Many chain restaurants have designated menu options that are gluten free (GF) or have the option to make certain dishes GF. However, you should exercise caution when going out to eat or eating at another person’s house. Many smaller or local restaurants are starting to offer GF options, but some do not. If you don’t see any GF options on a menu, make sure to talk with the wait staff and/or manager to see if they can accommodate your requests. Traveling can also sometimes throw a wrench in meal planning, especially in a different country. Here are some tips to keep in mind when eating out GF.
- Avoid fried foods. Many fried foods have a bread coating. Even if you order a fried food that doesn’t contain bread or gluten, the same frying oil is usually used for all fried foods. Particles of gluten can be transferred to other fried food.
- Avoid sauces or stews. Gluten ingredients can hide in sauces or stews very easily. Flour is often used when making a stew, and sauces can contain gluten ingredients like food starch, natural flavorings, malt, etc. For more information on hidden ingredients with gluten, see (link to hidden ingredients with gluten article).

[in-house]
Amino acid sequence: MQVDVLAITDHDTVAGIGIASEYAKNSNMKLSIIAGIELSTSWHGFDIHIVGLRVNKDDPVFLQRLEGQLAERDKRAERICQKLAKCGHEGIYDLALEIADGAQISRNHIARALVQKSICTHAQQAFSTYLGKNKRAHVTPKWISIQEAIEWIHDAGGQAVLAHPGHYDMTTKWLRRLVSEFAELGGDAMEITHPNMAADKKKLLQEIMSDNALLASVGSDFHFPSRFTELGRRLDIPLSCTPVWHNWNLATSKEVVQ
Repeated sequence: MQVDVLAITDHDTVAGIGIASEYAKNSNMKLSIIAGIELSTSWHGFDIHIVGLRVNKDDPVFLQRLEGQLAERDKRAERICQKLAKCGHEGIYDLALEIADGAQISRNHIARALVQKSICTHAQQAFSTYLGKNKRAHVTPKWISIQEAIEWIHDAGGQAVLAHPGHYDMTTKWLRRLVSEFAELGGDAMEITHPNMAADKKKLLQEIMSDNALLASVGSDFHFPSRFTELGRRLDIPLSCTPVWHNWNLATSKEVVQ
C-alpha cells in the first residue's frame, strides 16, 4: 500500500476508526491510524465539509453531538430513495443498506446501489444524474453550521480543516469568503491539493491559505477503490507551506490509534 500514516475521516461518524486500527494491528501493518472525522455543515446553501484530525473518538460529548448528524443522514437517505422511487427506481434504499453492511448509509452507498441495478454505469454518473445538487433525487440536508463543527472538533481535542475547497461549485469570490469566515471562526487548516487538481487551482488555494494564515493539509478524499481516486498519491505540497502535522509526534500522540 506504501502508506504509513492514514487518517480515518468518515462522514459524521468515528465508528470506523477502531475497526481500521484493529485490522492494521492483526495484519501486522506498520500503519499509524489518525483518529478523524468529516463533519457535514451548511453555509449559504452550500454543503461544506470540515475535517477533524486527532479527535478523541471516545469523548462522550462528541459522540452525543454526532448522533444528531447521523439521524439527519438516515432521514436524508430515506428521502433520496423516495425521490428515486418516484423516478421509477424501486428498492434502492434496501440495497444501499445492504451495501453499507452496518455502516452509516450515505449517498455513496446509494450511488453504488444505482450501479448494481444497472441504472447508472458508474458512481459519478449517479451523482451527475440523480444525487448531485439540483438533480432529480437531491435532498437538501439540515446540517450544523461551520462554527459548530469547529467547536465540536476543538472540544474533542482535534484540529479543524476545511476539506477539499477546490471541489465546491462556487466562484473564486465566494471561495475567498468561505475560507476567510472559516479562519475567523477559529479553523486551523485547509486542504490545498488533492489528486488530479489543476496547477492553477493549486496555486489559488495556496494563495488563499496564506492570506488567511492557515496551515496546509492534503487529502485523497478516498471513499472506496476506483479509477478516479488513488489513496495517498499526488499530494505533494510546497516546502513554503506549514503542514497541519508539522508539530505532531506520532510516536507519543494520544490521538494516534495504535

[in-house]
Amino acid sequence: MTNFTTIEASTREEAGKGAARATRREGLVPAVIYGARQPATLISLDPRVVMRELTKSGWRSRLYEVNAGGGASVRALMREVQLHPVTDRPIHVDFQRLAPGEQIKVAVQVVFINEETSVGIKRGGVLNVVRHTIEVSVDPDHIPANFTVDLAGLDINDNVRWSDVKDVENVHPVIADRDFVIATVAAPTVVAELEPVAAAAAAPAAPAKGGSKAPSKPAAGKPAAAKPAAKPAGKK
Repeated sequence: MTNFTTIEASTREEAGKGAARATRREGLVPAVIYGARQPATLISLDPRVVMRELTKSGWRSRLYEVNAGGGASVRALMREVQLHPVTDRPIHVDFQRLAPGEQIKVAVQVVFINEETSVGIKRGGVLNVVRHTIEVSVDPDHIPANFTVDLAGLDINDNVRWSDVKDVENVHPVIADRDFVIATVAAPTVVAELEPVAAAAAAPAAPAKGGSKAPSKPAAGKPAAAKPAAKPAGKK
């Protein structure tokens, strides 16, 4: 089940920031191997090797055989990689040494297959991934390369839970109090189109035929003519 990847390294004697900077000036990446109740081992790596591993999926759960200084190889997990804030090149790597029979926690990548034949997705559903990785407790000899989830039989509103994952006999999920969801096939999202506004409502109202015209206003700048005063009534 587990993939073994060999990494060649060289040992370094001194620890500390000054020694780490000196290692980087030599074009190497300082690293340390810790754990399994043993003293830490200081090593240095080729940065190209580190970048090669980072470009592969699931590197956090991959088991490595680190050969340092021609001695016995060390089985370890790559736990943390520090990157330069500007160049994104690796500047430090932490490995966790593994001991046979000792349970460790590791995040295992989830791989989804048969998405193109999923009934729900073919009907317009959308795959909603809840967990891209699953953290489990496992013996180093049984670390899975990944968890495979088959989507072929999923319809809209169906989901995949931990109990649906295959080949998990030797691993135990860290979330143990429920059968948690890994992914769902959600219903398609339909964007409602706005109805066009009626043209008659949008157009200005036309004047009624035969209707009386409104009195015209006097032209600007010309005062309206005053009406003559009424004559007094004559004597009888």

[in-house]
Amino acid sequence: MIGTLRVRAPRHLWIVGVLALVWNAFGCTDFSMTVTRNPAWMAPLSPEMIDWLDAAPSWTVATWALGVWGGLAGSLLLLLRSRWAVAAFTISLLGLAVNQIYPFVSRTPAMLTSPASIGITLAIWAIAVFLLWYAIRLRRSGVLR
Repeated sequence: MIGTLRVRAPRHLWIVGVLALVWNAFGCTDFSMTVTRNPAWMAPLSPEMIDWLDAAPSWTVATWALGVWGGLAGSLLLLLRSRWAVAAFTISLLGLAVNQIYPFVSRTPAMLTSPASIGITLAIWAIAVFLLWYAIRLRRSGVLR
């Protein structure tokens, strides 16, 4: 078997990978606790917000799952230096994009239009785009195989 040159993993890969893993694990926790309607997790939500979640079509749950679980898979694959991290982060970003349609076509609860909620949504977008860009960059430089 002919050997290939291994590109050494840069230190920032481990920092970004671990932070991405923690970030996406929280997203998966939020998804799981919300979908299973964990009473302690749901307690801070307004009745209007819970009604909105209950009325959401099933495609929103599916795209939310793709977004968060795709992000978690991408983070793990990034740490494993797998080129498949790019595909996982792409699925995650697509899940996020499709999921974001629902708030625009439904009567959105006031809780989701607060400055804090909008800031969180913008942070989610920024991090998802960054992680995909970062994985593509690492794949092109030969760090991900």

- Avoid buffets. There may be items on a buffet that are gluten free, but there can be cross contamination. For example, someone may use the tongs for rolls to grab some carrots that are next to them. Now the carrots may contain gluten. Croutons in a salad buffet may be transferred to other containers for salad toppings. Some people eating a GF lifestyle may be able to eat at buffets. However, if someone has a severe reaction to gluten and diagnosed celiac, they may need to practice more caution.
- Avoid desserts. Unless noted GF, most desserts will have some source of gluten in them. Cross contamination is also a concern, as the kitchen may use the same utensil to serve a piece of pie with another dessert that may be GF.
- If you have questions, talk to the chef, wait staff or manager. Don’t hesitate to talk to people at a restaurant you are eating to discuss your food allergies. This may also give evidence to see if they fully understand what is required to make sure your meal is GF.
- If possible, go to a restaurant NOT during rush hour. This way your server will have more time to focus on you and your needs. If the restaurant is very busy, the chef and wait staff could mistakenly cross contaminate food that is suppose to be GF because they are in a rush.
For more information, see:
By Holly Klamer @ Step Ahead Nutrition